Short term credit, binary options and CFDs: ASIC names and shames initial targets of its product intervention powers
In April 2019, ASIC’s new product intervention powers came into effect. These powers enable ASIC to intervene on either a product-specific or market-wide basis when a financial product or credit product has resulted or is likely to result in significant detriment to consumers.
More Room to Play: ASIC Expands Australia's Regulatory Sandbox Regime for FinTech Start-Ups
In 2016, ASIC introduced a regulatory sandbox regime for FinTech products, allowing eligible businesses to test particular financial services or credit activities in a less onerous regulatory environment.
Know your audience: New Design & Distribution Obligations on Issuers & Distributors of Financial Products
In April this year, ASIC was granted wide-reaching product intervention powers under the Treasury Laws Amendment (Design and Distribution Obligations and Product Intervention Powers) Act 2019 (Cth) (the Act).1 In a further push to align financial products with consumers’ needs, the Act also introduced a new set of design and distribution obligations (DDOs), which all issuers and distributors of financial products to retail customers must comply with from April 2021.
Binary options and CFDs: first targets for ASIC's new product intervention powers?
As the regulatory consequences of the Hayne Royal Commission continue to flow, ASIC is preparing to flex its new regulatory muscles in the form of its product intervention powers.
Your crypto decrypt: ASIC updates guidance on ICOs and crypto-assets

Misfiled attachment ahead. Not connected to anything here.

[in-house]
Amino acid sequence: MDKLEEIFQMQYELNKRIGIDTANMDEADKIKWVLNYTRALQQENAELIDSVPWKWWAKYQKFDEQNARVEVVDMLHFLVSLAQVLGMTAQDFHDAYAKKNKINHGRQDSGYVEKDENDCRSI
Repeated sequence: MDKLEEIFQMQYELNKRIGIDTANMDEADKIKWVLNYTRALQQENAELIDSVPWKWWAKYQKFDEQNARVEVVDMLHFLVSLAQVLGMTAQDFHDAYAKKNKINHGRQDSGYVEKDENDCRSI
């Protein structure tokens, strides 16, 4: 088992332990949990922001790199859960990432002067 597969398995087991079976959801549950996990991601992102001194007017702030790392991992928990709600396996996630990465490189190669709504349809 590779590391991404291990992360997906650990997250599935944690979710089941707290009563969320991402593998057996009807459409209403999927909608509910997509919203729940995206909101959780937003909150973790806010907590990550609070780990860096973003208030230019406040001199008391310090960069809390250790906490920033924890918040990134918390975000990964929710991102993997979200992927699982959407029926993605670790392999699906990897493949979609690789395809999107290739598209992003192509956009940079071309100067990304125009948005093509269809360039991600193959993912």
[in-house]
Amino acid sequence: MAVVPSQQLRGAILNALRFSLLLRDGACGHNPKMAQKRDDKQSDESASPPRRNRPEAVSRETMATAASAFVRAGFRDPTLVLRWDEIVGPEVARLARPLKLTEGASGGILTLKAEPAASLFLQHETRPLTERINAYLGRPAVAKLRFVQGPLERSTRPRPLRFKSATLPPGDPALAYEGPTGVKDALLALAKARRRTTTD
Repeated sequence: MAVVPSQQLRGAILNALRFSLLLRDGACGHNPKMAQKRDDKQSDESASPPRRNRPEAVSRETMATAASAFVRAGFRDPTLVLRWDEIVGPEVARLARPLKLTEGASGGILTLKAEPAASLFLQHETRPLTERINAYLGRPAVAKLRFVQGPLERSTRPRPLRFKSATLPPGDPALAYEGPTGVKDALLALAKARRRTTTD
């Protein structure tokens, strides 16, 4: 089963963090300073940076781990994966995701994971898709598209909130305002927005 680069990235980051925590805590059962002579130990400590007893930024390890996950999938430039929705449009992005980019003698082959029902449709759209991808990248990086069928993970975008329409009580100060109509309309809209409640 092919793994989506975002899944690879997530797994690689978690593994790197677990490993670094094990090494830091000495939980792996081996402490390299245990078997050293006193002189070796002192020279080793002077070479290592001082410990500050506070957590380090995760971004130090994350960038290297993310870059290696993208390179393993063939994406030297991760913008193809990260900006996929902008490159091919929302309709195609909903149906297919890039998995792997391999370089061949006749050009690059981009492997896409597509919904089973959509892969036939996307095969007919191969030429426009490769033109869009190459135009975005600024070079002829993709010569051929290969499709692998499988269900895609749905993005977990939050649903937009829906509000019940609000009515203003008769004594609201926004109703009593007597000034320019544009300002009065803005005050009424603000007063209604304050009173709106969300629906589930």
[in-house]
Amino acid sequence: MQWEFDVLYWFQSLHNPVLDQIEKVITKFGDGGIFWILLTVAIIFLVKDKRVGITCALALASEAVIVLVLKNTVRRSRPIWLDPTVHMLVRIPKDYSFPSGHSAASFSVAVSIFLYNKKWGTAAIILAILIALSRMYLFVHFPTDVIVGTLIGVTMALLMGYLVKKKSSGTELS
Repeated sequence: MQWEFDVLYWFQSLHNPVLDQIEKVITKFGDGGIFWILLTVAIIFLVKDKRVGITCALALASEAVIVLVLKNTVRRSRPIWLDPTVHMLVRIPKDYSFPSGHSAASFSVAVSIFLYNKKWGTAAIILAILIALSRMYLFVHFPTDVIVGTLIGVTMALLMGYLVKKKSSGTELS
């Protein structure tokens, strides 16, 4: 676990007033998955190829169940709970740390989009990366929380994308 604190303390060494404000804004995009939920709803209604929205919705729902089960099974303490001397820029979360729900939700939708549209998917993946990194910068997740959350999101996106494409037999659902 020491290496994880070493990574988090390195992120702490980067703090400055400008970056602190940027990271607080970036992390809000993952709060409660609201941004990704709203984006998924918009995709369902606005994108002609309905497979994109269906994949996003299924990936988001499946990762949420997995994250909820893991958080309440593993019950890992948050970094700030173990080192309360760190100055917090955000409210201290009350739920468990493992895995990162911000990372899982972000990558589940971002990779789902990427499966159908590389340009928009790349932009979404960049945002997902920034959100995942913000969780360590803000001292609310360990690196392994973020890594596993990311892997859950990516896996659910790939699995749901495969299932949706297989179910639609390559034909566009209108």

The Australian Securities & Investments Commission (ASIC) has updated its guidance about the regulatory regimes that may apply to initial coin offerings (ICOs), cryptocurrency and other crypto-assets.
Australia’s new initiative for a more competitive financial sector: welcome the “Corporate Collective Investment Vehicle”
Australia is proposing to introduce a new Corporate Collective Investment Vehicle (CCIV) in response to demands for an investment structure that matches the sophistication and size of Australia’s funds management industry. Public consultation on the legislative package is continuing, and Treasury has not confirmed the timing for introducing the CCIV legislation into Parliament. We believe a critical factor in the success of the new CCIV structure will be the taxation treatment available to investors. It is hoped that the proposed CCIV, in conjunction with Australia’s participation in the Asia Region Funds Passport, will improve the competitiveness of Australia’s financial sector.
"Ipso facto" amendments to the Corporations Act - what does this mean and what impact does it have on your contracts from 1 July 2018?